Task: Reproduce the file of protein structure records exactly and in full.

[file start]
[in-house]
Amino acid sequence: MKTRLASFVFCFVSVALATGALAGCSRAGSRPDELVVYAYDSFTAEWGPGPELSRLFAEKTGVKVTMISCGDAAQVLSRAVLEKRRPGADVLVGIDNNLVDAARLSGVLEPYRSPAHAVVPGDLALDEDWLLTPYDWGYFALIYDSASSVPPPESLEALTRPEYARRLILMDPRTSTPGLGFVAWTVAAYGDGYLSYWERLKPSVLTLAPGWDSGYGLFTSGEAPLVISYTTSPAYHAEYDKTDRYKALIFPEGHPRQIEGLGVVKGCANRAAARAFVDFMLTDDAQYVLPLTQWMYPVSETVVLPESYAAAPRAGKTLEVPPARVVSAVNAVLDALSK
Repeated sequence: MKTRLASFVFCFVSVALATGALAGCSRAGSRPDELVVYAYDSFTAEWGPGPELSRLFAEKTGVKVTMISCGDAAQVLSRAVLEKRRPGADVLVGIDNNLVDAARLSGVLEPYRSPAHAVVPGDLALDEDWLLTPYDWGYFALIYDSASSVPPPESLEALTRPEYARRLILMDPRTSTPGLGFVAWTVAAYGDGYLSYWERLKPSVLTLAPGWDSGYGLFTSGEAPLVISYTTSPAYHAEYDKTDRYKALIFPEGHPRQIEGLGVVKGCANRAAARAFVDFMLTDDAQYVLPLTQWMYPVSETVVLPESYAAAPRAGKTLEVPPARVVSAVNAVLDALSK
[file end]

[in-house]
Amino acid sequence: MKTRLASFVFCFVSVALATGALAGCSRAGSRPDELVVYAYDSFTAEWGPGPELSRLFAEKTGVKVTMISCGDAAQVLSRAVLEKRRPGADVLVGIDNNLVDAARLSGVLEPYRSPAHAVVPGDLALDEDWLLTPYDWGYFALIYDSASSVPPPESLEALTRPEYARRLILMDPRTSTPGLGFVAWTVAAYGDGYLSYWERLKPSVLTLAPGWDSGYGLFTSGEAPLVISYTTSPAYHAEYDKTDRYKALIFPEGHPRQIEGLGVVKGCANRAAARAFVDFMLTDDAQYVLPLTQWMYPVSETVVLPESYAAAPRAGKTLEVPPARVVSAVNAVLDALSK
Repeated sequence: MKTRLASFVFCFVSVALATGALAGCSRAGSRPDELVVYAYDSFTAEWGPGPELSRLFAEKTGVKVTMISCGDAAQVLSRAVLEKRRPGADVLVGIDNNLVDAARLSGVLEPYRSPAHAVVPGDLALDEDWLLTPYDWGYFALIYDSASSVPPPESLEALTRPEYARRLILMDPRTSTPGLGFVAWTVAAYGDGYLSYWERLKPSVLTLAPGWDSGYGLFTSGEAPLVISYTTSPAYHAEYDKTDRYKALIFPEGHPRQIEGLGVVKGCANRAAARAFVDFMLTDDAQYVLPLTQWMYPVSETVVLPESYAAAPRAGKTLEVPPARVVSAVNAVLDALSK